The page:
cAMP controls cytosolic Ca2+ levels in Dictyostelium discoideum
2005, Lusche, Daniel F., Bezares-Roder, Karen, Happle, Kathrin, Schlatterer, Christina
Differentiating Dictyostelium discoideum amoebae respond upon cAMP-stimulation with an increase in the cytosolic free Ca2+ concentration ([Ca2+]i) that is composed of liberation of stored Ca2+ and extracellular Ca2+-influx. In this study we investigated whether intracellular cAMP is involved in the control of [Ca2+]i.
Dissection of the cAMP induced cytosolic calcium response in Dictyostelium discoideum : the role of cAMP receptor subtypes and G protein subunits
1998-10-15, Sonnemann, Jürgen, Aichem, Annette, Schlatterer, Christina
The cAMP signaling cascade leading to changes in [Ca2+]i in Dictyostelium discoideum was analyzed using cell lines overexpressing single cAMP receptor subtypes (cAR1–cAR3) or lacking the Gα2 or Gβ subunit of the G protein. Imaging of fura2‐dextran‐loaded amoebae revealed cAMP‐induced [Ca2+]i changes characteristic for each receptor subtype activated. Cells expressing distinct subtypes sort to defined zones during multicellular development suggesting involvement of the specific [Ca2+]i transients in patterning processes. Whereas generation of the [Ca2+]i increase was Gα2‐independent, only few cells devoid of Gβ displayed a [Ca2+]i change after stimulation indicating its participation in the regulation of the calcium homeostasis.
The contractile vacuole in Ca2+-regulation in Dictyostelium : its essential function for cAMP-induced Ca2+-influx
2006, Malchow, Dieter, Lusche, Daniel F., Schlatterer, Christina, De Lozanne, Arturo, Müller-Taubenberger, Annette
cAMP-induced Ca2+-influx in Dictyostelium is controlled by at least two non-mitochondrial Ca2+-stores: acidic stores and the endoplasmic reticulum (ER). The acidic stores may comprise the contractile vacuole network (CV), the endosomal compartment and acidocalcisomes. Here the role of CV in respect to function as a potential Ca2+-store was investigated.
A link of Ca2+ to cAMP oscillations in Dictyostelium : the calmodulin antagonist W-7 potentiates cAMP relay and transiently inhibits the acidic Ca2+-store
2004-05-17, Malchow, Dieter, Lusche, Daniel F., Schlatterer, Christina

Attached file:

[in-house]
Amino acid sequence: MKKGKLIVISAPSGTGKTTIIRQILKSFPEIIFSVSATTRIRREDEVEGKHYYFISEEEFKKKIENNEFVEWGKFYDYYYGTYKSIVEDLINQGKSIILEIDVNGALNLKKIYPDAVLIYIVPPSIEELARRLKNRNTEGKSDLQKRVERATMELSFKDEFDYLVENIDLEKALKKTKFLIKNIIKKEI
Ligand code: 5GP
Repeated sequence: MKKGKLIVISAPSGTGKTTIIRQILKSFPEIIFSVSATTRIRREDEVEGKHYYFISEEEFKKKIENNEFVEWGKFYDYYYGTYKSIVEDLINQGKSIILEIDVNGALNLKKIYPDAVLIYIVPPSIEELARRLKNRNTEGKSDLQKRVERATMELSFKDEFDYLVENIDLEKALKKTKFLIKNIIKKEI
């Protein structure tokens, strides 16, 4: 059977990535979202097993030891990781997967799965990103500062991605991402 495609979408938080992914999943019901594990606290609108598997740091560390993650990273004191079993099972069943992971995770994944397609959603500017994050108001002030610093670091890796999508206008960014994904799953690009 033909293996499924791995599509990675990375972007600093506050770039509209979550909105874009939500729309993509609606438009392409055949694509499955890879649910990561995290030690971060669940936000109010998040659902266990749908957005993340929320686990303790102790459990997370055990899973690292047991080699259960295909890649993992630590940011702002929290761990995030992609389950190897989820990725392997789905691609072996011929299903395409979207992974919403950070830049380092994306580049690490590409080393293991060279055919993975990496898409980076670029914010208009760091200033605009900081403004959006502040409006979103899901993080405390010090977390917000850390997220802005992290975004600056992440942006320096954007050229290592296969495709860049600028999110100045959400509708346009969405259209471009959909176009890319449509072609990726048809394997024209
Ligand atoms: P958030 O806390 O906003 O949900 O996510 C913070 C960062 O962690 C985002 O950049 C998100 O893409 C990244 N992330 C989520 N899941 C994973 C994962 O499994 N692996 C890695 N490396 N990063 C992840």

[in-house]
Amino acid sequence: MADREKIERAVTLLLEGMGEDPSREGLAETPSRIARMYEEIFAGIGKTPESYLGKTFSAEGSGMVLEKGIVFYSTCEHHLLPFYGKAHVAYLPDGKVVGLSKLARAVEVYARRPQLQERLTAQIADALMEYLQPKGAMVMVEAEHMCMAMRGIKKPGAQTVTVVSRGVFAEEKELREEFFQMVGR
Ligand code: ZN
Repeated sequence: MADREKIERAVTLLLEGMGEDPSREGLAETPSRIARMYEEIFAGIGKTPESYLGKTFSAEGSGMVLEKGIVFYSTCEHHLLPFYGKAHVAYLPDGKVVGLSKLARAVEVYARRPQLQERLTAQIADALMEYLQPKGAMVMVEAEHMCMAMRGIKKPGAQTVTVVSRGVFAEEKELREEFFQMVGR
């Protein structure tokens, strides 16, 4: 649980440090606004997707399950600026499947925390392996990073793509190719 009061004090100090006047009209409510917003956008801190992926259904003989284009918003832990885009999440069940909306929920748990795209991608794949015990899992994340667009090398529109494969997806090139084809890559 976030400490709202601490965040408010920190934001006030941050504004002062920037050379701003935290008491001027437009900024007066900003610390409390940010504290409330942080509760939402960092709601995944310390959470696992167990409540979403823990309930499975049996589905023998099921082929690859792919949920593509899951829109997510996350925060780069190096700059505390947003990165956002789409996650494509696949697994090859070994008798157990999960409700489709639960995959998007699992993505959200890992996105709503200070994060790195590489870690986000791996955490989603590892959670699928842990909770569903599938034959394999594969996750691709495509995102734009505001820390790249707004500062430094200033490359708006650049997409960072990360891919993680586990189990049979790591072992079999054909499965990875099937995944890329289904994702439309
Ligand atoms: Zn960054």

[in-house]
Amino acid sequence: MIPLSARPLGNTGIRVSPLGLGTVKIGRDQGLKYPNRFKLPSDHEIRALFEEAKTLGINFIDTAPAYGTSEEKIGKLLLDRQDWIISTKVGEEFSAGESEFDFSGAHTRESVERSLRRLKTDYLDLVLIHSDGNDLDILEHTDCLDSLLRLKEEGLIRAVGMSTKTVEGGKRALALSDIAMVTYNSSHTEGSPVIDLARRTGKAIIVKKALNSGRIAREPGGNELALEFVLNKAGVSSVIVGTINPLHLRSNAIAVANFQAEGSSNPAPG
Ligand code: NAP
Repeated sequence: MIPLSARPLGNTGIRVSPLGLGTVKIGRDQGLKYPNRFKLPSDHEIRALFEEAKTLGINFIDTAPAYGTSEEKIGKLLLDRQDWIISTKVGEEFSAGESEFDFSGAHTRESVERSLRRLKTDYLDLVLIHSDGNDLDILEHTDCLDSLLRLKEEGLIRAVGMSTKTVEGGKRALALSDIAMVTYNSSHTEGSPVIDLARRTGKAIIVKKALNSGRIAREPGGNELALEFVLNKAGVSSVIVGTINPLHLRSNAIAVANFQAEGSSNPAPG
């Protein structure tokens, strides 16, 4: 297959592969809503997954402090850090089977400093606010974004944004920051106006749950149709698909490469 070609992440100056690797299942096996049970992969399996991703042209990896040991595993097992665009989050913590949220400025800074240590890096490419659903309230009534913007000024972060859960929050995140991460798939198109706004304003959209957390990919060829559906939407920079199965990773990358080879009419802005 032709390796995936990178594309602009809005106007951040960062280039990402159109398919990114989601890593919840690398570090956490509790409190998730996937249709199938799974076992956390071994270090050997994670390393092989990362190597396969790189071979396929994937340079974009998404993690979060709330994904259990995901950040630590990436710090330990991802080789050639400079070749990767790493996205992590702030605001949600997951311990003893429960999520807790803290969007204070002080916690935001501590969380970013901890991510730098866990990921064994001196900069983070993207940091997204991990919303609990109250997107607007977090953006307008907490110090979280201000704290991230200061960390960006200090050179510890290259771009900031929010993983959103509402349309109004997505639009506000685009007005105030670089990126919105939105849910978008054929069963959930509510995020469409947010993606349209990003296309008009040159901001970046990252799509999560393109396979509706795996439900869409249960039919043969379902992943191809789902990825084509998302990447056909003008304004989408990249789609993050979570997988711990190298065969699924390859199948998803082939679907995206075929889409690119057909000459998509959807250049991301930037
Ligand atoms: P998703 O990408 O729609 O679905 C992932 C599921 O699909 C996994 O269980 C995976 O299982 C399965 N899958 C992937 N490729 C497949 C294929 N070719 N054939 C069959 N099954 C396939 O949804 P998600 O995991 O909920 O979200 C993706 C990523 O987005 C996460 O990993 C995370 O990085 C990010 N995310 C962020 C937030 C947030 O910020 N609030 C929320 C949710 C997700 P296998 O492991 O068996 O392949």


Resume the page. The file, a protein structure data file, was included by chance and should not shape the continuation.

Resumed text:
During early differentiation of Dictyostelium the attractant cAMP is released periodically to induce aggregation of the cells. Here we pursue the question whether pulsatile cAMP signaling is coupled to a basic Ca2+-oscillation.
Ca2+ regulation in the absence of the iplA gene product in Dictyostelium discoideum
2005, Schaloske, Ralph H., Lusche, Daniel F., Bezares-Roder, Karen, Happle, Kathrin, Malchow, Dieter, Schlatterer, Christina
Stimulation of Dictyostelium discoideum with cAMP evokes an elevation of the cytosolic free Ca2+ concentration ([Ca2+]i). The [Ca2+]i-change is composed of liberation of stored Ca2+ and extracellular Ca2+-entry. The significance of the [Ca2+]i-transient for chemotaxis is under debate. Abolition of chemotactic orientation and migration by Ca2+-buffers in the cytosol indicates that a [Ca2+]i-increase is required for chemotaxis. Yet, the iplA- mutant disrupted in a gene bearing similarity to IP3-receptors of higher eukaryotes aggregates despite the absence of a cAMP-induced [Ca2+]i-transient which favours the view that [Ca2+]i-changes are insignificant for chemotaxis.
Calcium stores in differentiated Dictyostelium discoideum : prespore cells sequester calcium more efficiently than prestalk cells
2001, Schlatterer, Christina, Walther, Paul, Müller, M., Mendgen, Kurt, Zierold, Karl, Knoll, Gerd
Dictyostelium discoideum pseudoplasmodia exhibit a gradient of the cytosolic free Ca2]-concentration ([Ca2]]i) along their anterior posterior axis involved in cell-type specific differentiation. [Ca2]]i is high in prestalk and low in prespore cells.We determined the content and localization of calcium and other elements in cryosectioned cells of pseudoplasmodia and fruiting bodies by X-ray microanalysis. Granular stores rich in Ca, Mg and P were identified. Average Ca was higher in prespore than prestalk granules (225 vs 111 mmol/kg dry weight). Total Ca stored in granules was also higher in prespore than prestalk cells. The amount of P and S in granules differed between the two cell types indicating different store composition. In spores mean granular Ca was 120 mmol/kg dry weight. Stalk cells had smaller granules with 360 mmol Ca/kg dry weight. Complementary to microanalysis, vesicular Ca2]-fluxes were studied in fractionated cell homogenates. The rate of Ca2]-uptake was higher in pellet fractions of prespore than prestalk amoebae (4.7 vs 3.4 nmol/minemg). Ca2]-release was greater in supernatant fractions from prestalk than prespore
cells (16.5 vs 7.7 nmol/108 cells). In summary, prestalk and prespore cells possess qualitatively different, high-capacity stores containing distinct amounts of Ca and probably being involved in regulation of the anterior posterior [Ca2]]i-gradient.